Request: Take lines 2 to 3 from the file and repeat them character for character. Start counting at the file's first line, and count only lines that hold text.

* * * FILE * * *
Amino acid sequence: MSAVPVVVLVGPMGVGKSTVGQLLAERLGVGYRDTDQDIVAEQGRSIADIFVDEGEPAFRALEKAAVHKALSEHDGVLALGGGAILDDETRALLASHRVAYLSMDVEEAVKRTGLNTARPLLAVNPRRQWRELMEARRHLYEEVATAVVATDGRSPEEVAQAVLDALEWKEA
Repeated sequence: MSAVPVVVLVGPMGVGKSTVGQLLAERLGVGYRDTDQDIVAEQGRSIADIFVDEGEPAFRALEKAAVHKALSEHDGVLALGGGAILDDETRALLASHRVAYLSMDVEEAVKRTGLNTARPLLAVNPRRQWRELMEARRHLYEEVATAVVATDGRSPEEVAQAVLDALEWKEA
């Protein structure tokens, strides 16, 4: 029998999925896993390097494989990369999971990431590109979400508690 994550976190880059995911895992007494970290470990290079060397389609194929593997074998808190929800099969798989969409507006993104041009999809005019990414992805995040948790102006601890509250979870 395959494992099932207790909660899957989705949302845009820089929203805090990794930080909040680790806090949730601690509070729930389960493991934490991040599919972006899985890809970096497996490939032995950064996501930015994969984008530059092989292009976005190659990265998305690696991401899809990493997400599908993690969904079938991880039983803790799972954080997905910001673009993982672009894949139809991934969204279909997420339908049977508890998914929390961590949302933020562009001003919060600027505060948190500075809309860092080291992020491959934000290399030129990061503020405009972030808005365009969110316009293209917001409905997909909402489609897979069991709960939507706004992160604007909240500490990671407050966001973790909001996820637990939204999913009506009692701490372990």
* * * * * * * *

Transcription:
Repeated sequence: MSAVPVVVLVGPMGVGKSTVGQLLAERLGVGYRDTDQDIVAEQGRSIADIFVDEGEPAFRALEKAAVHKALSEHDGVLALGGGAILDDETRALLASHRVAYLSMDVEEAVKRTGLNTARPLLAVNPRRQWRELMEARRHLYEEVATAVVATDGRSPEEVAQAVLDALEWKEA
């Protein structure tokens, strides 16, 4: 029998999925896993390097494989990369999971990431590109979400508690 994550976190880059995911895992007494970290470990290079060397389609194929593997074998808190929800099969798989969409507006993104041009999809005019990414992805995040948790102006601890509250979870 395959494992099932207790909660899957989705949302845009820089929203805090990794930080909040680790806090949730601690509070729930389960493991934490991040599919972006899985890809970096497996490939032995950064996501930015994969984008530059092989292009976005190659990265998305690696991401899809990493997400599908993690969904079938991880039983803790799972954080997905910001673009993982672009894949139809991934969204279909997420339908049977508890998914929390961590949302933020562009001003919060600027505060948190500075809309860092080291992020491959934000290399030129990061503020405009972030808005365009969110316009293209917001409905997909909402489609897979069991709960939507706004992160604007909240500490990671407050966001973790909001996820637990939204999913009506009692701490372990």